The main differences were that there was no heads compartment in layout A; the loo was positioned between the vee-berth. This brought the vee-berth aft and created space for a proper anchor locker. On B and C configurations, a starboard heads compartment pushed the vee-berth right forward. A and C have the galley amidships; it is aft by the companionway on layout B. There’s no room for a saloon table and it’s minimalist-style living.
The Contessa 26 is incontestably pretty and has proven to be a bulletproof offshore cruiser boasting many high-profile circumnavigations.
They command a premium because of their deserved reputation, but won’t suit everyone.
Very much of their time, they’re nonetheless sought-after for 21st century adventures.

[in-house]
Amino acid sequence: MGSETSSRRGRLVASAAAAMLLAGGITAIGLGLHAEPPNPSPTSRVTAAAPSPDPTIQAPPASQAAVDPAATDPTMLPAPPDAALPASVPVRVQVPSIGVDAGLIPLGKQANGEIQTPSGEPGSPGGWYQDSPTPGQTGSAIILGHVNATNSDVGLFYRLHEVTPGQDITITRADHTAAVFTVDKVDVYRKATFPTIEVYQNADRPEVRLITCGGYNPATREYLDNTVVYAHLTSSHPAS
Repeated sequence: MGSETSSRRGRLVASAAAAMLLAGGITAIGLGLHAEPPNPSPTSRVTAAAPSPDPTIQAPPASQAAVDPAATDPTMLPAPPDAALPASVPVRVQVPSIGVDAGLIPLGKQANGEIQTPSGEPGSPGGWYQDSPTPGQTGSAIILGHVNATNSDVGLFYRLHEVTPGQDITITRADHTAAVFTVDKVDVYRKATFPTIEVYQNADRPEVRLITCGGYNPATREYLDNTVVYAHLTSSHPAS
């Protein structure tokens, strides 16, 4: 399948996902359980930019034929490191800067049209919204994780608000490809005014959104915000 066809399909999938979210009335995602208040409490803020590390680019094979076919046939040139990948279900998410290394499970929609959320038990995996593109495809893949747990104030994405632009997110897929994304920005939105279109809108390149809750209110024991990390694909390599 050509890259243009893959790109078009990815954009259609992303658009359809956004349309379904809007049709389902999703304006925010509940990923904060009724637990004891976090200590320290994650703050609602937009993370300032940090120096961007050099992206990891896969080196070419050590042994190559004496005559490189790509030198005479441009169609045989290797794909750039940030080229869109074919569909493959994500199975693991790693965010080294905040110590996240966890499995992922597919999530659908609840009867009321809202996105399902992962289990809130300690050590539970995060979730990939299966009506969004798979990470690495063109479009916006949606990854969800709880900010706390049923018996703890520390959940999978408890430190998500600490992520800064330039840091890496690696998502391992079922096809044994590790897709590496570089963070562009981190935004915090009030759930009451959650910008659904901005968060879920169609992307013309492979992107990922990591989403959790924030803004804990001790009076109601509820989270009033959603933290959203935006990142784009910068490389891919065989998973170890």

Until recently, I’d never heard of Trapper, but when my sister bought a Trapper 500 a few years ago, I wondered why they weren’t better known.
They produced several pokey performance-cruisers in the 70s and 80s with nice lines and a good turn of speed. The 300 was designed by Bruce Kirby, who also drew the Laser dinghy (enough said), and based on a successful Quarter-Tonner, but they were aimed at the cruising market.
The 300 is a fin-keeled, masthead sloop with a semi-balanced spade rudder. The bow is razor-sharp and there’s a neatly tapered stern.
The saucer-shaped hull profile is much wider at deck level than it is at the waterline, creating space on deck and increasing buoyancy when heeled, but with minimal wetted surface area in light airs. The cockpit is compact but deep and safe.
The traveller location right in front of the companionway hatch might be frustrating on long passages if you’re often going in and out, though it’s less of an issue when coast-hopping.
The internal layout varies between the Mk 1 or Mk 2 but both have comfortable saloon seating and a saloon table.